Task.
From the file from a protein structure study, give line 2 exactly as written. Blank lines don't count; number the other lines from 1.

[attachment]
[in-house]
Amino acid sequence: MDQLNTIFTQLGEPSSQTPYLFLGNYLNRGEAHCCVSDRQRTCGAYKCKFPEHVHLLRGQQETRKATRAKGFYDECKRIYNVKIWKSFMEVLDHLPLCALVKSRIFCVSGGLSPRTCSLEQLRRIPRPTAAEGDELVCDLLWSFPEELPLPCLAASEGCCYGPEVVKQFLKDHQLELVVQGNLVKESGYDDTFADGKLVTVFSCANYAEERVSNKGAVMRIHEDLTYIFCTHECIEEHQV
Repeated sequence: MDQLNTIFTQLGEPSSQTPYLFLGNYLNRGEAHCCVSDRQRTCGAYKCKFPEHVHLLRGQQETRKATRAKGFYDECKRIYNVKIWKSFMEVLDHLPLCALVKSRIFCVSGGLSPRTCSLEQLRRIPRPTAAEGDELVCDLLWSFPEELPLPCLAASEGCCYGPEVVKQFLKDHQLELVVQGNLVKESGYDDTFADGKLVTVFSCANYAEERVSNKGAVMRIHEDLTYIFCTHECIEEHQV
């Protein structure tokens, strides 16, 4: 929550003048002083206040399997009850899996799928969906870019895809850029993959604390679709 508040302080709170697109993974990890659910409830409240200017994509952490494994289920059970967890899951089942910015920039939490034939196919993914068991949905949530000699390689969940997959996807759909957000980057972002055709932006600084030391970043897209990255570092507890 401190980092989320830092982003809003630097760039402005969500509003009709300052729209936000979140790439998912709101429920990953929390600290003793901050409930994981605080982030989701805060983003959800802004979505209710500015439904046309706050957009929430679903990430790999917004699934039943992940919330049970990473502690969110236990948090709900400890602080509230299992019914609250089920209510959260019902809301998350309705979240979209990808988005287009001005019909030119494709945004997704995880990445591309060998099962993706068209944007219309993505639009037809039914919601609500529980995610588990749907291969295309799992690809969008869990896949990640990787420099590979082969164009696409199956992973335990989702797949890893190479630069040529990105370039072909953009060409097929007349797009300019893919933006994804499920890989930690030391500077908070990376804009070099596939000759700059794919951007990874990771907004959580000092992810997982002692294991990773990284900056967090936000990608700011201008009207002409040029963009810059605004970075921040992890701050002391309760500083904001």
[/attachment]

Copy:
Amino acid sequence: MDQLNTIFTQLGEPSSQTPYLFLGNYLNRGEAHCCVSDRQRTCGAYKCKFPEHVHLLRGQQETRKATRAKGFYDECKRIYNVKIWKSFMEVLDHLPLCALVKSRIFCVSGGLSPRTCSLEQLRRIPRPTAAEGDELVCDLLWSFPEELPLPCLAASEGCCYGPEVVKQFLKDHQLELVVQGNLVKESGYDDTFADGKLVTVFSCANYAEERVSNKGAVMRIHEDLTYIFCTHECIEEHQV